AMHERST, Mass. - Deregulation of electric utilities isn’t likely to create significantly lower costs and better service for most consumers, because the level of industry competition promised by backers of the plan may take years to develop, says William G. Shepherd, professor of economics at the University of Massachusetts. What deregulation will mean, however, is more anxiety for ordinary consumers, Shepherd says.
Speaking about deregulation of the telecommunications and electric utility industries, Shepherd says, "There’s too much glib optimism that competition will be coming soon and strong in these sectors. Instead, the prospects are pretty dim, especially for local telephone-service and local (retail) electricity competition. The public may get stuck with powerful near-monopolies, which could be free from any protection for the public."
"Long-distance telephone competition has taken over 15 years to develop toward being genuinely effective. AT&T still dominates much of that industry, both nationally and in many states," Shepherd says. "As for electricity competition, many utilities have been cutting sweetheart deals with their best business customers. The result: new competitors will often find that all the best prospects are already locked up."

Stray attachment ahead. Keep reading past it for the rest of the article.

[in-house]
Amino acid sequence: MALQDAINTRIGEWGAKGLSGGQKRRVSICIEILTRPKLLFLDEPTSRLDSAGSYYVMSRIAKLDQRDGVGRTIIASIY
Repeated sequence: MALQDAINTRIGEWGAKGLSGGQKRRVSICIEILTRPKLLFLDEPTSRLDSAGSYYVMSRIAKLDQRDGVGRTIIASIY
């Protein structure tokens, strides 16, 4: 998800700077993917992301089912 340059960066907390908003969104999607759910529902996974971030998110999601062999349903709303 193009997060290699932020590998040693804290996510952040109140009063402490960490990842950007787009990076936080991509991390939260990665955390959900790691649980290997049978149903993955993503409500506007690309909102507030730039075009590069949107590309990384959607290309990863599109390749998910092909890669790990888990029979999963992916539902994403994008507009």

Shepherd also says there are some technical tactics being used to prevent competition, and they are written into Massachusetts’s new utility deregulation law.
Shepherd is a frequent witness and commentator on antitrust and regulatory cases involving a wide range of industries. In the past 18 months he has testified before state officials in Massachusetts, New Hampshire, Rhode Island, New York, Arkansas, Louisiana, Montana, and Illinois, and at a federal hearing in Canada. Shepherd specializes in defining markets, assessing the degree of competition within industries, and evaluating possible anti-competitive actions. He is general editor of the Review of Industrial Organization, a research and policy journal on the issues of competition and monopoly.